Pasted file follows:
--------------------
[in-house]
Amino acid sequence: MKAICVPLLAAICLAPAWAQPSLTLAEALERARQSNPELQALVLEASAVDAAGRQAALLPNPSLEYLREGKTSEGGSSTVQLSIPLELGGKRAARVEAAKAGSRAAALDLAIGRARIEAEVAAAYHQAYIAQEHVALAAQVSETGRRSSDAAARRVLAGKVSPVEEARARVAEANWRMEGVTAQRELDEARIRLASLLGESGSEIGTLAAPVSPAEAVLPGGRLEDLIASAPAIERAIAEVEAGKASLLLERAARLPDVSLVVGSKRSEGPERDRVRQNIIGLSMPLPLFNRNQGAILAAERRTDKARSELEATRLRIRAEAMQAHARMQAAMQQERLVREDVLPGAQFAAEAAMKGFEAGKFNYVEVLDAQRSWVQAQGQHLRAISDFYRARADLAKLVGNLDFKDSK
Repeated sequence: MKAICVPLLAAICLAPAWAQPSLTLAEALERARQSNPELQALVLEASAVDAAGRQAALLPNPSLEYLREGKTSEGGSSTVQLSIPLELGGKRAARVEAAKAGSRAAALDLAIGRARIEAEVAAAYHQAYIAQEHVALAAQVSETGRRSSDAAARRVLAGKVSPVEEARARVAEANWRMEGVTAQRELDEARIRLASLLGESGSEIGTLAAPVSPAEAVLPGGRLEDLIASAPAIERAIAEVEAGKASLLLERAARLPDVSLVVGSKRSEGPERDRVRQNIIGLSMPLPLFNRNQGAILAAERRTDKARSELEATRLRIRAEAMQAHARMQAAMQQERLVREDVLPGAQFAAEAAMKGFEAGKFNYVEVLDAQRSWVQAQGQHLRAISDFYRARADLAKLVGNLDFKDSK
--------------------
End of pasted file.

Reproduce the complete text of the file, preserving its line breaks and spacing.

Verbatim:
[in-house]
Amino acid sequence: MKAICVPLLAAICLAPAWAQPSLTLAEALERARQSNPELQALVLEASAVDAAGRQAALLPNPSLEYLREGKTSEGGSSTVQLSIPLELGGKRAARVEAAKAGSRAAALDLAIGRARIEAEVAAAYHQAYIAQEHVALAAQVSETGRRSSDAAARRVLAGKVSPVEEARARVAEANWRMEGVTAQRELDEARIRLASLLGESGSEIGTLAAPVSPAEAVLPGGRLEDLIASAPAIERAIAEVEAGKASLLLERAARLPDVSLVVGSKRSEGPERDRVRQNIIGLSMPLPLFNRNQGAILAAERRTDKARSELEATRLRIRAEAMQAHARMQAAMQQERLVREDVLPGAQFAAEAAMKGFEAGKFNYVEVLDAQRSWVQAQGQHLRAISDFYRARADLAKLVGNLDFKDSK
Repeated sequence: MKAICVPLLAAICLAPAWAQPSLTLAEALERARQSNPELQALVLEASAVDAAGRQAALLPNPSLEYLREGKTSEGGSSTVQLSIPLELGGKRAARVEAAKAGSRAAALDLAIGRARIEAEVAAAYHQAYIAQEHVALAAQVSETGRRSSDAAARRVLAGKVSPVEEARARVAEANWRMEGVTAQRELDEARIRLASLLGESGSEIGTLAAPVSPAEAVLPGGRLEDLIASAPAIERAIAEVEAGKASLLLERAARLPDVSLVVGSKRSEGPERDRVRQNIIGLSMPLPLFNRNQGAILAAERRTDKARSELEATRLRIRAEAMQAHARMQAAMQQERLVREDVLPGAQFAAEAAMKGFEAGKFNYVEVLDAQRSWVQAQGQHLRAISDFYRARADLAKLVGNLDFKDSK